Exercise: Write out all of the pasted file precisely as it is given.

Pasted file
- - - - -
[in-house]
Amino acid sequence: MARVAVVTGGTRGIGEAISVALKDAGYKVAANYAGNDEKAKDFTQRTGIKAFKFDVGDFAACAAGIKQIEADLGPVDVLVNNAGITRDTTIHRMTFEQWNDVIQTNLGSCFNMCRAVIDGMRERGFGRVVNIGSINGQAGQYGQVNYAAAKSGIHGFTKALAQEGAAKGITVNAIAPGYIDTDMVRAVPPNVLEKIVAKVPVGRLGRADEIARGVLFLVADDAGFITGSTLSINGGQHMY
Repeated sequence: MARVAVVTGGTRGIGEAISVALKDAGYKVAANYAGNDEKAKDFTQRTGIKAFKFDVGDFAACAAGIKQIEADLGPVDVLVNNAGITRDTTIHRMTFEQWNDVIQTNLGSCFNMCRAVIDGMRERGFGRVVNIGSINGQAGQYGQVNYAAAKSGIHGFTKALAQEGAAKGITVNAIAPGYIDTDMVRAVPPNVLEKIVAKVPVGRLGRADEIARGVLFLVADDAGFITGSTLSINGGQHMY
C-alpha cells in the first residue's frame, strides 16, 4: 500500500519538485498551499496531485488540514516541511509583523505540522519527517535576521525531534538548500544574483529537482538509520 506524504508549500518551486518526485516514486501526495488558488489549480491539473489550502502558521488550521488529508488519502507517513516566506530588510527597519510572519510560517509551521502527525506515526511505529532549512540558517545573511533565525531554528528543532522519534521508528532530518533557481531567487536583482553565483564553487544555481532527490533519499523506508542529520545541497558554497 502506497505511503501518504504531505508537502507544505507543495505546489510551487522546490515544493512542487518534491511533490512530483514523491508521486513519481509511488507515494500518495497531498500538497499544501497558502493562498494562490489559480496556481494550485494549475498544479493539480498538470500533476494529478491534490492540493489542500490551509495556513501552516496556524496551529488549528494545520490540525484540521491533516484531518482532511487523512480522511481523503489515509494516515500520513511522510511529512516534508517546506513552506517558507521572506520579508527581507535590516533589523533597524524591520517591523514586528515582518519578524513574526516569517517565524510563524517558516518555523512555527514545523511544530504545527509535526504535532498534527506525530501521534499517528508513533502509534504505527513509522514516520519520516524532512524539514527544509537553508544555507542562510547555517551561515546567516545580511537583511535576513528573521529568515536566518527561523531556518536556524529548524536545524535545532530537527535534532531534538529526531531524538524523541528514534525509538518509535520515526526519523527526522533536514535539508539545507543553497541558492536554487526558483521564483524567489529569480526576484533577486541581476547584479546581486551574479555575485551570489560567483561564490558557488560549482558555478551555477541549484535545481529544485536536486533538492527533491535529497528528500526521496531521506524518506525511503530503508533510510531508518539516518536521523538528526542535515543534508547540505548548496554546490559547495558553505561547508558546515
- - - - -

[in-house]
Amino acid sequence: MARVAVVTGGTRGIGEAISVALKDAGYKVAANYAGNDEKAKDFTQRTGIKAFKFDVGDFAACAAGIKQIEADLGPVDVLVNNAGITRDTTIHRMTFEQWNDVIQTNLGSCFNMCRAVIDGMRERGFGRVVNIGSINGQAGQYGQVNYAAAKSGIHGFTKALAQEGAAKGITVNAIAPGYIDTDMVRAVPPNVLEKIVAKVPVGRLGRADEIARGVLFLVADDAGFITGSTLSINGGQHMY
Repeated sequence: MARVAVVTGGTRGIGEAISVALKDAGYKVAANYAGNDEKAKDFTQRTGIKAFKFDVGDFAACAAGIKQIEADLGPVDVLVNNAGITRDTTIHRMTFEQWNDVIQTNLGSCFNMCRAVIDGMRERGFGRVVNIGSINGQAGQYGQVNYAAAKSGIHGFTKALAQEGAAKGITVNAIAPGYIDTDMVRAVPPNVLEKIVAKVPVGRLGRADEIARGVLFLVADDAGFITGSTLSINGGQHMY
C-alpha cells in the first residue's frame, strides 16, 4: 500500500519538485498551499496531485488540514516541511509583523505540522519527517535576521525531534538548500544574483529537482538509520 506524504508549500518551486518526485516514486501526495488558488489549480491539473489550502502558521488550521488529508488519502507517513516566506530588510527597519510572519510560517509551521502527525506515526511505529532549512540558517545573511533565525531554528528543532522519534521508528532530518533557481531567487536583482553565483564553487544555481532527490533519499523506508542529520545541497558554497 502506497505511503501518504504531505508537502507544505507543495505546489510551487522546490515544493512542487518534491511533490512530483514523491508521486513519481509511488507515494500518495497531498500538497499544501497558502493562498494562490489559480496556481494550485494549475498544479493539480498538470500533476494529478491534490492540493489542500490551509495556513501552516496556524496551529488549528494545520490540525484540521491533516484531518482532511487523512480522511481523503489515509494516515500520513511522510511529512516534508517546506513552506517558507521572506520579508527581507535590516533589523533597524524591520517591523514586528515582518519578524513574526516569517517565524510563524517558516518555523512555527514545523511544530504545527509535526504535532498534527506525530501521534499517528508513533502509534504505527513509522514516520519520516524532512524539514527544509537553508544555507542562510547555517551561515546567516545580511537583511535576513528573521529568515536566518527561523531556518536556524529548524536545524535545532530537527535534532531534538529526531531524538524523541528514534525509538518509535520515526526519523527526522533536514535539508539545507543553497541558492536554487526558483521564483524567489529569480526576484533577486541581476547584479546581486551574479555575485551570489560567483561564490558557488560549482558555478551555477541549484535545481529544485536536486533538492527533491535529497528528500526521496531521506524518506525511503530503508533510510531508518539516518536521523538528526542535515543534508547540505548548496554546490559547495558553505561547508558546515